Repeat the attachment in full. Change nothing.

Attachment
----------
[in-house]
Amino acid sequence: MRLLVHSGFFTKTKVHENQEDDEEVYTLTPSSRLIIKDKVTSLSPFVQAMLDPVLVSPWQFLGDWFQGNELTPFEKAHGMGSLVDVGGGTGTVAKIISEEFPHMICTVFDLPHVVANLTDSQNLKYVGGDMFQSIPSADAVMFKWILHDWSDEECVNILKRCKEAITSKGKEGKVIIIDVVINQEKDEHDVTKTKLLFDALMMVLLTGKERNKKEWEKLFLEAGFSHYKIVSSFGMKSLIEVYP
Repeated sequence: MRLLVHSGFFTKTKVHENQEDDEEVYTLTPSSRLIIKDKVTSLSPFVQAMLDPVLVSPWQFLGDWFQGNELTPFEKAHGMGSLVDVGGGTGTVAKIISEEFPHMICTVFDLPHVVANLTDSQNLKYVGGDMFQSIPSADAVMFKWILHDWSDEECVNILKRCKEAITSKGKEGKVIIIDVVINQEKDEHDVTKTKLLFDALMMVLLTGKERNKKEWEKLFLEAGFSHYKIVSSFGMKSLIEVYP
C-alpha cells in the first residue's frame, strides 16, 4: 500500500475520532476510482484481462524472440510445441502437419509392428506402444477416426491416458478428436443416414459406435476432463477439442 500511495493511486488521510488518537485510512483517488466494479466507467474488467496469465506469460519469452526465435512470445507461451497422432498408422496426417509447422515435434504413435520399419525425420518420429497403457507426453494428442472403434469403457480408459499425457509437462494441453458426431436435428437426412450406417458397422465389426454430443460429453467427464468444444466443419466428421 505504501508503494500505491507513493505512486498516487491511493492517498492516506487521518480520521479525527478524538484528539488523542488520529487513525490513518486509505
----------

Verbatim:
[in-house]
Amino acid sequence: MRLLVHSGFFTKTKVHENQEDDEEVYTLTPSSRLIIKDKVTSLSPFVQAMLDPVLVSPWQFLGDWFQGNELTPFEKAHGMGSLVDVGGGTGTVAKIISEEFPHMICTVFDLPHVVANLTDSQNLKYVGGDMFQSIPSADAVMFKWILHDWSDEECVNILKRCKEAITSKGKEGKVIIIDVVINQEKDEHDVTKTKLLFDALMMVLLTGKERNKKEWEKLFLEAGFSHYKIVSSFGMKSLIEVYP
Repeated sequence: MRLLVHSGFFTKTKVHENQEDDEEVYTLTPSSRLIIKDKVTSLSPFVQAMLDPVLVSPWQFLGDWFQGNELTPFEKAHGMGSLVDVGGGTGTVAKIISEEFPHMICTVFDLPHVVANLTDSQNLKYVGGDMFQSIPSADAVMFKWILHDWSDEECVNILKRCKEAITSKGKEGKVIIIDVVINQEKDEHDVTKTKLLFDALMMVLLTGKERNKKEWEKLFLEAGFSHYKIVSSFGMKSLIEVYP
C-alpha cells in the first residue's frame, strides 16, 4: 500500500475520532476510482484481462524472440510445441502437419509392428506402444477416426491416458478428436443416414459406435476432463477439442 500511495493511486488521510488518537485510512483517488466494479466507467474488467496469465506469460519469452526465435512470445507461451497422432498408422496426417509447422515435434504413435520399419525425420518420429497403457507426453494428442472403434469403457480408459499425457509437462494441453458426431436435428437426412450406417458397422465389426454430443460429453467427464468444444466443419466428421 505504501508503494500505491507513493505512486498516487491511493492517498492516506487521518480520521479525527478524538484528539488523542488520529487513525490513518486509505